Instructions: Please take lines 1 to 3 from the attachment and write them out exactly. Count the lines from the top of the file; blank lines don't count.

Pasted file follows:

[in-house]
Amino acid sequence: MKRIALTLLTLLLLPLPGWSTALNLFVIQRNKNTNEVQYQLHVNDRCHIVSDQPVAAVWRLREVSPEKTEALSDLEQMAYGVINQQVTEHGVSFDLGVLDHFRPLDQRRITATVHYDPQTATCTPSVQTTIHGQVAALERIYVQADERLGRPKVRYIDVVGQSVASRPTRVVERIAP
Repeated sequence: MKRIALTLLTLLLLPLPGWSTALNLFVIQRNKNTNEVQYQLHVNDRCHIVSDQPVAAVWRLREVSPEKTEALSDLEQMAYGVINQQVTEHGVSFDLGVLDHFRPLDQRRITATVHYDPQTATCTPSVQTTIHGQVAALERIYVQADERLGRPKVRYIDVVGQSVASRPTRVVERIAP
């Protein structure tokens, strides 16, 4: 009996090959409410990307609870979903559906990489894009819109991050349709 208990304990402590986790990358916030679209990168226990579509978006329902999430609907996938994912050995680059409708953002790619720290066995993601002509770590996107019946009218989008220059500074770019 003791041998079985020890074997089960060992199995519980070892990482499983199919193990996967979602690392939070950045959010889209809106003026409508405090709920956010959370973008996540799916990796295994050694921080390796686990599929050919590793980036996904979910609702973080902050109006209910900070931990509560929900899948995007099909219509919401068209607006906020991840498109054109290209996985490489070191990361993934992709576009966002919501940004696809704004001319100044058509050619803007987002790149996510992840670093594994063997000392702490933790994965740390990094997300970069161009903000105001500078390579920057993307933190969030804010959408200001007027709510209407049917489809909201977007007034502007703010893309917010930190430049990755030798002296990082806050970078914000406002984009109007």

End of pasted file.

[in-house]
Amino acid sequence: MKRIALTLLTLLLLPLPGWSTALNLFVIQRNKNTNEVQYQLHVNDRCHIVSDQPVAAVWRLREVSPEKTEALSDLEQMAYGVINQQVTEHGVSFDLGVLDHFRPLDQRRITATVHYDPQTATCTPSVQTTIHGQVAALERIYVQADERLGRPKVRYIDVVGQSVASRPTRVVERIAP
Repeated sequence: MKRIALTLLTLLLLPLPGWSTALNLFVIQRNKNTNEVQYQLHVNDRCHIVSDQPVAAVWRLREVSPEKTEALSDLEQMAYGVINQQVTEHGVSFDLGVLDHFRPLDQRRITATVHYDPQTATCTPSVQTTIHGQVAALERIYVQADERLGRPKVRYIDVVGQSVASRPTRVVERIAP